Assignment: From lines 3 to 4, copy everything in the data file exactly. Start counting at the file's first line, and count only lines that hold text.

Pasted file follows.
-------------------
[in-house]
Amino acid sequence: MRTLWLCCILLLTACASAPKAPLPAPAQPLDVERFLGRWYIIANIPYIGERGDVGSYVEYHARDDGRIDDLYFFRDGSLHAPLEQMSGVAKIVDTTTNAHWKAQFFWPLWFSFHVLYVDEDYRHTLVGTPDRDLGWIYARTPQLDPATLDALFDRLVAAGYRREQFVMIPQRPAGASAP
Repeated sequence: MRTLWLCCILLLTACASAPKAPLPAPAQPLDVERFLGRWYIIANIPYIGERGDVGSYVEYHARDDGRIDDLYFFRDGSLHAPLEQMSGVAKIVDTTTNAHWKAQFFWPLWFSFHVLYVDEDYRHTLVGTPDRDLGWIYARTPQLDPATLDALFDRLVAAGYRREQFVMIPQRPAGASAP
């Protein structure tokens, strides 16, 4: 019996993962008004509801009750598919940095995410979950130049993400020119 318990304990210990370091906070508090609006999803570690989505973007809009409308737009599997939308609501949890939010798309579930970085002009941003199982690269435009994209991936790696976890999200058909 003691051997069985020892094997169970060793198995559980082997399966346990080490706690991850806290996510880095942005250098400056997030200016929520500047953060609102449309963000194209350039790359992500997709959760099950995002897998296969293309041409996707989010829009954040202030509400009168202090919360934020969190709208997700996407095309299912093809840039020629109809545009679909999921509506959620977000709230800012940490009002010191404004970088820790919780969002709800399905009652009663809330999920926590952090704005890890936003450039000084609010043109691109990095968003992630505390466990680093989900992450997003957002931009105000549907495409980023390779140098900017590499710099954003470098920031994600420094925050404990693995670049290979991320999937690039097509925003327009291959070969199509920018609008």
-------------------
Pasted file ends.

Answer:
Repeated sequence: MRTLWLCCILLLTACASAPKAPLPAPAQPLDVERFLGRWYIIANIPYIGERGDVGSYVEYHARDDGRIDDLYFFRDGSLHAPLEQMSGVAKIVDTTTNAHWKAQFFWPLWFSFHVLYVDEDYRHTLVGTPDRDLGWIYARTPQLDPATLDALFDRLVAAGYRREQFVMIPQRPAGASAP
């Protein structure tokens, strides 16, 4: 019996993962008004509801009750598919940095995410979950130049993400020119 318990304990210990370091906070508090609006999803570690989505973007809009409308737009599997939308609501949890939010798309579930970085002009941003199982690269435009994209991936790696976890999200058909 003691051997069985020892094997169970060793198995559980082997399966346990080490706690991850806290996510880095942005250098400056997030200016929520500047953060609102449309963000194209350039790359992500997709959760099950995002897998296969293309041409996707989010829009954040202030509400009168202090919360934020969190709208997700996407095309299912093809840039020629109809545009679909999921509506959620977000709230800012940490009002010191404004970088820790919780969002709800399905009652009663809330999920926590952090704005890890936003450039000084609010043109691109990095968003992630505390466990680093989900992450997003957002931009105000549907495409980023390779140098900017590499710099954003470098920031994600420094925050404990693995670049290979991320999937690039097509925003327009291959070969199509920018609008």